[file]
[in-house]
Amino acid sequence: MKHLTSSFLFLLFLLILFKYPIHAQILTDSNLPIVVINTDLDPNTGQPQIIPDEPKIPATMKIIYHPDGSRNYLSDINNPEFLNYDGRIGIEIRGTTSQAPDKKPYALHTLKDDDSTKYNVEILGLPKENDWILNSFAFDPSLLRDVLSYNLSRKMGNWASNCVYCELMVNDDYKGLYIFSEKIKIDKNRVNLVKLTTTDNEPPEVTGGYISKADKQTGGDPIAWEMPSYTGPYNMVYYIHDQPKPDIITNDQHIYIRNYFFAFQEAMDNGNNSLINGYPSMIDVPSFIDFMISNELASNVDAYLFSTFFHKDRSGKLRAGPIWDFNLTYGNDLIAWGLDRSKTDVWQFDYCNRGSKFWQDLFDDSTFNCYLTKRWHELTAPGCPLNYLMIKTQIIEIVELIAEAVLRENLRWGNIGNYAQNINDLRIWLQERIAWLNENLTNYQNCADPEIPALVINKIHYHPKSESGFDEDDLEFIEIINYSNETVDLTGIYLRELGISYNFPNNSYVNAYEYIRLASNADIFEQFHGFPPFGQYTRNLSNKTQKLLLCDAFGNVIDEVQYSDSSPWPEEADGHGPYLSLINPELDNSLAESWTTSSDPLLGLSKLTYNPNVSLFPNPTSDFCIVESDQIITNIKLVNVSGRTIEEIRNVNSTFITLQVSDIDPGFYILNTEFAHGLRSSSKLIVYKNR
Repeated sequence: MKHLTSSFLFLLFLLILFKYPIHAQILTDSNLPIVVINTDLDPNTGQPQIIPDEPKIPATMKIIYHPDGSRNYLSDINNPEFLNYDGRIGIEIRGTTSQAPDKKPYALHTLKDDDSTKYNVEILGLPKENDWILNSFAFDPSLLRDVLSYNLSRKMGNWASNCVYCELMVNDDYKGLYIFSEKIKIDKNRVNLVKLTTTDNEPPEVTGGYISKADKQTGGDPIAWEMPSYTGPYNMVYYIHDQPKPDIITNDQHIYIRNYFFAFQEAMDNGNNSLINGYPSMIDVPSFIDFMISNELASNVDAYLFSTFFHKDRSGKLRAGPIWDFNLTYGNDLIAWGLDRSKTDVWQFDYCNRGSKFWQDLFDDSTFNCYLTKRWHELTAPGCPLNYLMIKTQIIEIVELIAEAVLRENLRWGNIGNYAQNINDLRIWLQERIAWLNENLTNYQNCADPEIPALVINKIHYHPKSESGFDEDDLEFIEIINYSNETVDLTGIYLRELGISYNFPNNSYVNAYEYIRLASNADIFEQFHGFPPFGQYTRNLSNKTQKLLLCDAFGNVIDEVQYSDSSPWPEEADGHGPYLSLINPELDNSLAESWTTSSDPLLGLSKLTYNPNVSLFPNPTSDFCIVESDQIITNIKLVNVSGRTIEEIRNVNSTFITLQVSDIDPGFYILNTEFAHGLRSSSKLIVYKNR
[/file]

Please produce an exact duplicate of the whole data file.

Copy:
[in-house]
Amino acid sequence: MKHLTSSFLFLLFLLILFKYPIHAQILTDSNLPIVVINTDLDPNTGQPQIIPDEPKIPATMKIIYHPDGSRNYLSDINNPEFLNYDGRIGIEIRGTTSQAPDKKPYALHTLKDDDSTKYNVEILGLPKENDWILNSFAFDPSLLRDVLSYNLSRKMGNWASNCVYCELMVNDDYKGLYIFSEKIKIDKNRVNLVKLTTTDNEPPEVTGGYISKADKQTGGDPIAWEMPSYTGPYNMVYYIHDQPKPDIITNDQHIYIRNYFFAFQEAMDNGNNSLINGYPSMIDVPSFIDFMISNELASNVDAYLFSTFFHKDRSGKLRAGPIWDFNLTYGNDLIAWGLDRSKTDVWQFDYCNRGSKFWQDLFDDSTFNCYLTKRWHELTAPGCPLNYLMIKTQIIEIVELIAEAVLRENLRWGNIGNYAQNINDLRIWLQERIAWLNENLTNYQNCADPEIPALVINKIHYHPKSESGFDEDDLEFIEIINYSNETVDLTGIYLRELGISYNFPNNSYVNAYEYIRLASNADIFEQFHGFPPFGQYTRNLSNKTQKLLLCDAFGNVIDEVQYSDSSPWPEEADGHGPYLSLINPELDNSLAESWTTSSDPLLGLSKLTYNPNVSLFPNPTSDFCIVESDQIITNIKLVNVSGRTIEEIRNVNSTFITLQVSDIDPGFYILNTEFAHGLRSSSKLIVYKNR
Repeated sequence: MKHLTSSFLFLLFLLILFKYPIHAQILTDSNLPIVVINTDLDPNTGQPQIIPDEPKIPATMKIIYHPDGSRNYLSDINNPEFLNYDGRIGIEIRGTTSQAPDKKPYALHTLKDDDSTKYNVEILGLPKENDWILNSFAFDPSLLRDVLSYNLSRKMGNWASNCVYCELMVNDDYKGLYIFSEKIKIDKNRVNLVKLTTTDNEPPEVTGGYISKADKQTGGDPIAWEMPSYTGPYNMVYYIHDQPKPDIITNDQHIYIRNYFFAFQEAMDNGNNSLINGYPSMIDVPSFIDFMISNELASNVDAYLFSTFFHKDRSGKLRAGPIWDFNLTYGNDLIAWGLDRSKTDVWQFDYCNRGSKFWQDLFDDSTFNCYLTKRWHELTAPGCPLNYLMIKTQIIEIVELIAEAVLRENLRWGNIGNYAQNINDLRIWLQERIAWLNENLTNYQNCADPEIPALVINKIHYHPKSESGFDEDDLEFIEIINYSNETVDLTGIYLRELGISYNFPNNSYVNAYEYIRLASNADIFEQFHGFPPFGQYTRNLSNKTQKLLLCDAFGNVIDEVQYSDSSPWPEEADGHGPYLSLINPELDNSLAESWTTSSDPLLGLSKLTYNPNVSLFPNPTSDFCIVESDQIITNIKLVNVSGRTIEEIRNVNSTFITLQVSDIDPGFYILNTEFAHGLRSSSKLIVYKNR